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Peter D Harper, or just plain old Harper as he’s more commonly known, is an Australian singer/ songwriter and extraordinarily good blues harp and didgeridoo player. After being signed to prestigious American blues label Blind Pig, he relocated to the USA  nine years ago. Harper is on his way back to Australia in October for a short tour. Before he hits home turf, Harper was kind enough to give us a taste of life on the road in America in this exclusive tour diary.

Harper and wife Bobbi with Detroit Music Award

June is here in the USA, which means summer and the festival season woohooo!!!   My wife Bobbi and I moved to Detroit, Michigan USA in May, 2005 from Melbourne.  I was very fortunate to sign a record deal with one of the world’s leading blues record labels- Blind Pig Records, USA.  I was their first international signing, so it was all very exciting indeedy!  It was very daunting to make the big move.  We had a good life and lots of friends and family in Australia, but with the new label, it made sense to go!  I have no regrets, it was definitely the right move to make.  Fast forward to 2014, we’ve been living here for nearly 9 years, five CD releases later, numerous US/ Canadian and European tours. Busy as hell!  I now have a great US band based in Detroit called “Midwest Kind” and I Just received a 2014 Detroit Music Award for “Outstanding Vocalist”.  Totally blown away to get some love from the Motor City.

So here we are in June with 30 festivals booked in the USA and Canada over the next few months and a short but sweet tour organized for Australia in late October. I’m gonna tell you about some of the high lights of our festival season, because I’m sure you all don’t want to hear about all the miles and miles of driving, truckstops and hotels.  Boring!

Harper and Midwest Kind at Groovefest

In late June we were booked to play at Groovefest in Cedar City, Utah and the Utah Arts Festival in Salt Lake City, Utah. It took us about four days drive to get to Cedar City by way of Longmont, Colorado and starting in Michigan. We have a big white Chevy Express 15 seater van.  She’s a smooth ride! But still driving 30 hours isn’t a lot of fun.  Utah is an amazing state. It reminds me a little of Uluru in the Northern Territory, the rock formations and the landscape is stunning. Zion National Park is a must see!!  I usually do workshops at alot of the festivals I perform at.  At Groovefest I did a didgeridoo workshop which went over very well. Small, intimate, nice folks!  The festival was great, held in a downtown city park, blue skies, great hospitality, great sound.  We went on second last, hitting the stage at 7.45pm.  The audience was really into it. Lots of dancers, lots of screams.  The band that followed us was an original reggae band called “Stranger”.  The singer was amazing!  Although they were mostly original the singer did a fabulous version of Gotye’s “Somebody That I Used to Know”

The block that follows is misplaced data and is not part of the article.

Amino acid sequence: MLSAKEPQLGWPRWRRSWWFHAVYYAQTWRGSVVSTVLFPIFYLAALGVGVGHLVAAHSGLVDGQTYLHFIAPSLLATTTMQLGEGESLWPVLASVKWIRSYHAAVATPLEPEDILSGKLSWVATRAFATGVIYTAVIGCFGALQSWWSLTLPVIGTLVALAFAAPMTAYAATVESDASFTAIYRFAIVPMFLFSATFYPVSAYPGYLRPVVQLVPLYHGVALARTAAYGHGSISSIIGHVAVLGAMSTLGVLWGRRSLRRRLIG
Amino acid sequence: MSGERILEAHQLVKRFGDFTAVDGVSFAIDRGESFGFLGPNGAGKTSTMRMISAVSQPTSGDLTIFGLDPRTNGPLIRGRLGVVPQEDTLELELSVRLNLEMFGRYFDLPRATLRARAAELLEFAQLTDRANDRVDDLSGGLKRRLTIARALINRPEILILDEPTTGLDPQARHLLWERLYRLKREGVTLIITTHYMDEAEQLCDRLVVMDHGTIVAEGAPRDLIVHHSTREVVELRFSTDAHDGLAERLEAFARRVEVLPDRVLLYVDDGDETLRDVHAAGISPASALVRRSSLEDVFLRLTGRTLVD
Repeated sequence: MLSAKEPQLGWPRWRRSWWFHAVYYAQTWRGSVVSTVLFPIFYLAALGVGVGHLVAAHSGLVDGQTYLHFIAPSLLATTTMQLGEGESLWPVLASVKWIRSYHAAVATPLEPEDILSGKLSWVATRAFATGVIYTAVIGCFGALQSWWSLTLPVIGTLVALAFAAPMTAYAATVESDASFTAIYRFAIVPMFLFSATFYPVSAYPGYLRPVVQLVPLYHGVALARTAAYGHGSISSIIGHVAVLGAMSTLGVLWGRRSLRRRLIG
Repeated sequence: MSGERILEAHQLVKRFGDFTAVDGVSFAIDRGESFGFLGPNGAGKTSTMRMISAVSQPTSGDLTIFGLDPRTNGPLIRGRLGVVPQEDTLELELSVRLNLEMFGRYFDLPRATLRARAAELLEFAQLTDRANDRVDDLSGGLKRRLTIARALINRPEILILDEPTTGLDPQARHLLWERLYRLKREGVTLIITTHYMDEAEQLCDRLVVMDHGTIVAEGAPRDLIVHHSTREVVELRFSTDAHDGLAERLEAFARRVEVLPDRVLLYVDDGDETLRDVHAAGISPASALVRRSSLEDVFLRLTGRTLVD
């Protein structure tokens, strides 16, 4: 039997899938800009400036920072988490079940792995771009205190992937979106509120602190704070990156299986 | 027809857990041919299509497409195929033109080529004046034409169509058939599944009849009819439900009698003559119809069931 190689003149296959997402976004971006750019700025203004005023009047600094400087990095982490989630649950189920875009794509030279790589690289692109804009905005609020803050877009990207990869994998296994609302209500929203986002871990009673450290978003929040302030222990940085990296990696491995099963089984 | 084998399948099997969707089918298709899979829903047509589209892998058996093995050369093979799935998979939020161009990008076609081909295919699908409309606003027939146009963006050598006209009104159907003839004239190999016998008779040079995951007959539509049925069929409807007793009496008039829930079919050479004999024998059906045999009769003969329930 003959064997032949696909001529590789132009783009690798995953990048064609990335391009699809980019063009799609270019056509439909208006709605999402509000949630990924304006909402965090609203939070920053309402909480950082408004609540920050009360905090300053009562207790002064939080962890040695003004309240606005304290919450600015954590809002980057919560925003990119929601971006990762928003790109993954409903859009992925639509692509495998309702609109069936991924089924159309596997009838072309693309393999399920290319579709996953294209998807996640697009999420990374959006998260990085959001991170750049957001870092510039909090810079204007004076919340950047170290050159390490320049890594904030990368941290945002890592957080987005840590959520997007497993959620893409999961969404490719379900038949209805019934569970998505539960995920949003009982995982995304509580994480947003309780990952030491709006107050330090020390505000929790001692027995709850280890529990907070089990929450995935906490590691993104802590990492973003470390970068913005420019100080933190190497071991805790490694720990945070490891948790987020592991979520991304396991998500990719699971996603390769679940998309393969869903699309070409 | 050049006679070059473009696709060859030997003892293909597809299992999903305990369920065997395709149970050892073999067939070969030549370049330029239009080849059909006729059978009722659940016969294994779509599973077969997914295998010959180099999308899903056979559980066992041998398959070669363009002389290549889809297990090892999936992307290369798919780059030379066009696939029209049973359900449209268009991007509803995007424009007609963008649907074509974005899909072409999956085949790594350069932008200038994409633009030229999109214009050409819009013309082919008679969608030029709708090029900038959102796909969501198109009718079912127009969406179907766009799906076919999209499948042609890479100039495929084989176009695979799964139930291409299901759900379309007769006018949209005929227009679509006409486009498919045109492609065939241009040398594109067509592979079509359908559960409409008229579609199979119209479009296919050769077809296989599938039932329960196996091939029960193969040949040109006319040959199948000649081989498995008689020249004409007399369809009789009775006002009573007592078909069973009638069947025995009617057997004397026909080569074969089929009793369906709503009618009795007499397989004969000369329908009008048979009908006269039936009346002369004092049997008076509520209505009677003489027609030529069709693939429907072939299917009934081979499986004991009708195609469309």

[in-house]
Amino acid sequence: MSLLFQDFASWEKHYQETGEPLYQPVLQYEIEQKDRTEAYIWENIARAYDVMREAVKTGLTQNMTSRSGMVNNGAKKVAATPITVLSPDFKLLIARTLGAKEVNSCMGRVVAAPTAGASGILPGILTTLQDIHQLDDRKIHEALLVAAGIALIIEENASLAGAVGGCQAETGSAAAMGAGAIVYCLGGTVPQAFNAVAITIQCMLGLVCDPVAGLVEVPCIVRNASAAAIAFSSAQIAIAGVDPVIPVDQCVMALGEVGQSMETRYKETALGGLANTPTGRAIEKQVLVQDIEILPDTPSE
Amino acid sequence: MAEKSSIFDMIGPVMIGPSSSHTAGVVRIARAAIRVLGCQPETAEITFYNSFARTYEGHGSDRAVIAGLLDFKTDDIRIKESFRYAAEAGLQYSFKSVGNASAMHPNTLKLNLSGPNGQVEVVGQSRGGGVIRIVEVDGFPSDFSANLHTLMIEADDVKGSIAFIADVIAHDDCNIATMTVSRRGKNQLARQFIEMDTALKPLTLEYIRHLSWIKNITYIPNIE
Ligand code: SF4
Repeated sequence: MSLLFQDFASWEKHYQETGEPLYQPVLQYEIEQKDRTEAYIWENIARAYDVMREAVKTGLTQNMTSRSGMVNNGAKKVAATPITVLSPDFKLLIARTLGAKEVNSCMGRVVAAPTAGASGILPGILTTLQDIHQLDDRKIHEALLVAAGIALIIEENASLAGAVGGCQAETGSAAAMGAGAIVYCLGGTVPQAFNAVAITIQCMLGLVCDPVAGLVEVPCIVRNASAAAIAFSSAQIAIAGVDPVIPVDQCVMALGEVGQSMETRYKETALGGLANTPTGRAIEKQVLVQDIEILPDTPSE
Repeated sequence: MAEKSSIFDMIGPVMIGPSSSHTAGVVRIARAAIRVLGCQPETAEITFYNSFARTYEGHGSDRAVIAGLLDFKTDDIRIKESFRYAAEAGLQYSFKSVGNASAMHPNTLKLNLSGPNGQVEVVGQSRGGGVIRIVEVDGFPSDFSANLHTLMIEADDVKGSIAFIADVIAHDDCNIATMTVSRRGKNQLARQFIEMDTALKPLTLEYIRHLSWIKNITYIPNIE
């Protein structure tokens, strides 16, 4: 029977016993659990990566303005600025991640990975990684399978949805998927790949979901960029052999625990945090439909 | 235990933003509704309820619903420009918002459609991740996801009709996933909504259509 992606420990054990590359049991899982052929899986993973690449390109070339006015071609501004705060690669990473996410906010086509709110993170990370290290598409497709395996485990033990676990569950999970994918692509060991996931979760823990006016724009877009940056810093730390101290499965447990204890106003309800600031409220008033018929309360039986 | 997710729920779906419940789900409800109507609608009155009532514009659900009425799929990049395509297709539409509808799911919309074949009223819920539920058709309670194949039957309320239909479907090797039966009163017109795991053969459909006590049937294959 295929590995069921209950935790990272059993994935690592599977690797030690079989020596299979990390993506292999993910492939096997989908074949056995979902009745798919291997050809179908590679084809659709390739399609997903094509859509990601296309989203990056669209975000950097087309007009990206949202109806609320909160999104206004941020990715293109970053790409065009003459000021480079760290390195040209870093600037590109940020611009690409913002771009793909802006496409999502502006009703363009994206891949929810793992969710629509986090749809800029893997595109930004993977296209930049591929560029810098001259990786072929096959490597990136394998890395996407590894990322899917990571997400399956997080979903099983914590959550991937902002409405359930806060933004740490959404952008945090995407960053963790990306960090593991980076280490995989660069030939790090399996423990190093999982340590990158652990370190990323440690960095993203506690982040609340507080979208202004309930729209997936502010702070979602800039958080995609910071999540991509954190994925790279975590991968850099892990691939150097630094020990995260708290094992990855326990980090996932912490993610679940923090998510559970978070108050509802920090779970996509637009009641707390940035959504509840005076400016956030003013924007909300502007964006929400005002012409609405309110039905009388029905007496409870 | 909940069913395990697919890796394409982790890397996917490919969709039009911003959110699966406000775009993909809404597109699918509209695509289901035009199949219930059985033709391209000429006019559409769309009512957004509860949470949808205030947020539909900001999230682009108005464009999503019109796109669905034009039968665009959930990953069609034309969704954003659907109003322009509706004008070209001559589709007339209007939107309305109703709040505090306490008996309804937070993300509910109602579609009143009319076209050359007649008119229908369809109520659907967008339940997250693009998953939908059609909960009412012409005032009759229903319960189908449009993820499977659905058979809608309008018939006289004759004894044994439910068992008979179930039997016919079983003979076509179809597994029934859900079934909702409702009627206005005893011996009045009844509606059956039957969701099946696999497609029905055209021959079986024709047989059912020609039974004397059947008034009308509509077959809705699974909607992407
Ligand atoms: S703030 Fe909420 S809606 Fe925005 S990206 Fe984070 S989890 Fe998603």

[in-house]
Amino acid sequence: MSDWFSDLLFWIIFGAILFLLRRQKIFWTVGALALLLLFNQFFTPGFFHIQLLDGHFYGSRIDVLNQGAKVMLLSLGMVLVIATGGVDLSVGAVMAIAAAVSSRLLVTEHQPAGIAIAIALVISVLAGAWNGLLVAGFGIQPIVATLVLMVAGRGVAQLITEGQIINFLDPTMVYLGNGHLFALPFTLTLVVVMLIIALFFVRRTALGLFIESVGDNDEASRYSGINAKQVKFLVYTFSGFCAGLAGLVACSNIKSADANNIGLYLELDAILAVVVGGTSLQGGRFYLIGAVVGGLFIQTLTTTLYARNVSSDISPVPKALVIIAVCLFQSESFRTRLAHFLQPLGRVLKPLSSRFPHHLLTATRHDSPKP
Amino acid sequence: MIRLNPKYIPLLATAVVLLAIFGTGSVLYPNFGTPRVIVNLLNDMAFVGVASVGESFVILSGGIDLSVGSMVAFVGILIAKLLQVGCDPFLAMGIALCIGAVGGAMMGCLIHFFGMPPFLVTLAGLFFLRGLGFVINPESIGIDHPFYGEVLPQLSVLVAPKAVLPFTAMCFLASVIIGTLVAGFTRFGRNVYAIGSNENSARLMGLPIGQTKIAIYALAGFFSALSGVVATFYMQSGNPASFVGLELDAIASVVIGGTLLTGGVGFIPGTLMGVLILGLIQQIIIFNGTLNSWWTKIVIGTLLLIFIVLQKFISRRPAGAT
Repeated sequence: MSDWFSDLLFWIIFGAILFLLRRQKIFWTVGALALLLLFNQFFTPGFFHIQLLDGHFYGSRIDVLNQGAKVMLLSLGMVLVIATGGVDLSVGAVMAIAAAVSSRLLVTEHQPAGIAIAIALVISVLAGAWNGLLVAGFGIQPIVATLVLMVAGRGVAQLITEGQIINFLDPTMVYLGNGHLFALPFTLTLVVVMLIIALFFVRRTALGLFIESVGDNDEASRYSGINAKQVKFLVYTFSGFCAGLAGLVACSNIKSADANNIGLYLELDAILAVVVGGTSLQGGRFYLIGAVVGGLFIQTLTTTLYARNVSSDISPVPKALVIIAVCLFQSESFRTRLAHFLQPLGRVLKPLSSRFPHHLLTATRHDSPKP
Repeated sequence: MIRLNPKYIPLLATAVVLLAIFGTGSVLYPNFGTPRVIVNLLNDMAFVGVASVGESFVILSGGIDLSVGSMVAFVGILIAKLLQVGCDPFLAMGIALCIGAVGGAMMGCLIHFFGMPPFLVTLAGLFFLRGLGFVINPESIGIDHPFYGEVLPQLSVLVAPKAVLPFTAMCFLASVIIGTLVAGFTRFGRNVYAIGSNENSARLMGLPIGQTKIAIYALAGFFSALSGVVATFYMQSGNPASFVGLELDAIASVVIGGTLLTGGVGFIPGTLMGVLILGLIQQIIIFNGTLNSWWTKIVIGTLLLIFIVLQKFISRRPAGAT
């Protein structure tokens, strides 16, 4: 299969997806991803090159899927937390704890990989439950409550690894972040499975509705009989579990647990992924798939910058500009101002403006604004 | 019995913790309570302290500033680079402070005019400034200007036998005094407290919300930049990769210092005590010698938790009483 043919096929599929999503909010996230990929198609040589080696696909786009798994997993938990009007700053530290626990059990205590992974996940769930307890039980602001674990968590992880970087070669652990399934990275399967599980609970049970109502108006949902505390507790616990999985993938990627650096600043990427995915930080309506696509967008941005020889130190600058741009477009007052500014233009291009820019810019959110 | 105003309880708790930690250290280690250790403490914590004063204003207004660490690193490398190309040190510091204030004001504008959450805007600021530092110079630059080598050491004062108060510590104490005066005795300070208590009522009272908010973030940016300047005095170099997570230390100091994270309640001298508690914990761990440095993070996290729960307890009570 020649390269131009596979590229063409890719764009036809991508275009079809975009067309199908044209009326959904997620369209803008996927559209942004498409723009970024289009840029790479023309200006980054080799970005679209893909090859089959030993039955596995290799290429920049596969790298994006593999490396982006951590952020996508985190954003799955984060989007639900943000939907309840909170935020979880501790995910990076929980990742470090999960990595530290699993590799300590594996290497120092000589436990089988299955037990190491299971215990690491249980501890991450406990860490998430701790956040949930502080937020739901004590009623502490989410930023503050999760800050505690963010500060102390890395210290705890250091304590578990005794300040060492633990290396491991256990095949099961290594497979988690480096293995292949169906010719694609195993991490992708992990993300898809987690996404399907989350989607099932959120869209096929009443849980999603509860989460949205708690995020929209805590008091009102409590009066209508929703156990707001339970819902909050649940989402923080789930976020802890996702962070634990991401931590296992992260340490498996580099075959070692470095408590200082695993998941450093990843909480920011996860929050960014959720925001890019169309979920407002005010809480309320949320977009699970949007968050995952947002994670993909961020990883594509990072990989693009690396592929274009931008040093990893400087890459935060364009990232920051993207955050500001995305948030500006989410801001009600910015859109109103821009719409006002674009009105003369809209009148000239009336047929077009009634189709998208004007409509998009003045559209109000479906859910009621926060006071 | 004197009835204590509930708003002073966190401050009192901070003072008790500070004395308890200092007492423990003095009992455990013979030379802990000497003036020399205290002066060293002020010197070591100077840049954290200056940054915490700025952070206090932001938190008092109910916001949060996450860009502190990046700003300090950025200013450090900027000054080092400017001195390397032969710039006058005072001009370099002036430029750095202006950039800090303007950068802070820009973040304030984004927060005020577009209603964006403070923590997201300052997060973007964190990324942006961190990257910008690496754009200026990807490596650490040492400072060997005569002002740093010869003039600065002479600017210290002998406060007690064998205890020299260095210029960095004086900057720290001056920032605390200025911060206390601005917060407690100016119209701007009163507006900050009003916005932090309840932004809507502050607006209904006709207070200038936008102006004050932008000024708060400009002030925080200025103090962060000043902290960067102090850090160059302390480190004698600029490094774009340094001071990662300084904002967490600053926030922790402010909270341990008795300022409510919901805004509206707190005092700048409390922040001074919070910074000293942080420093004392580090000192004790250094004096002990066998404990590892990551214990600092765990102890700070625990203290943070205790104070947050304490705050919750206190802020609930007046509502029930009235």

The next day we drove north to Salt Lake City for the Utah Arts Festival, which was an eclectic mix of music, arts and theatre.  The festival was huge, multiple stages, rows and rows of venders of food, art, clothing -loads of stuff, loads of people.   We did a few small stages- kind of acoustic sets, and a didgeridoo presentation for the kids, which went over well.  The headliner slot on the park stage was really the main event.  We were supposed to have all the backline supplied, but when we got there, there was no backline to be seen.  So we decided to golf cart our gear in, to make life easier.  Sometimes you have to go with the flow and not be the rock star!  We had a great set.  Full crowd, and the sound was great.  We closed the festival in style.

Ottawa Blues Fest

Then it was the beyond huge drive to Ottawa, Canada.  Not the best routing but the Ottawa Bluesfest held in the first two weeks of July, is definitely worth the effort.  The Ottawa Bluesfest in Ottawa, Ontario, Canada is run like a well oiled machine. Its one of the biggest festivals in North America with  two massive stages plus two smaller, middle sized stages plus the Dansen Theatre. Our first performance was on The Black Sheep Stage at 7pm with the Honey Island Swamp Band right after.  It was cool to catch up with stage manager Millicent and hospitality gal – Jen who we nicknamed “the beer fairy”.  This was our fourth booking at this festival and we have made some great friends with the festival staff.  Every piece of back line we had asked for was there.  Every food item, every beverage. And if you needed more, they were only too happy to oblige!  Just awesome!  Also the sound was great.   They had big screen jumbo trons at the back of the stage.  It was kind of bizarre to look behind you and see yourself ten times bigger than life.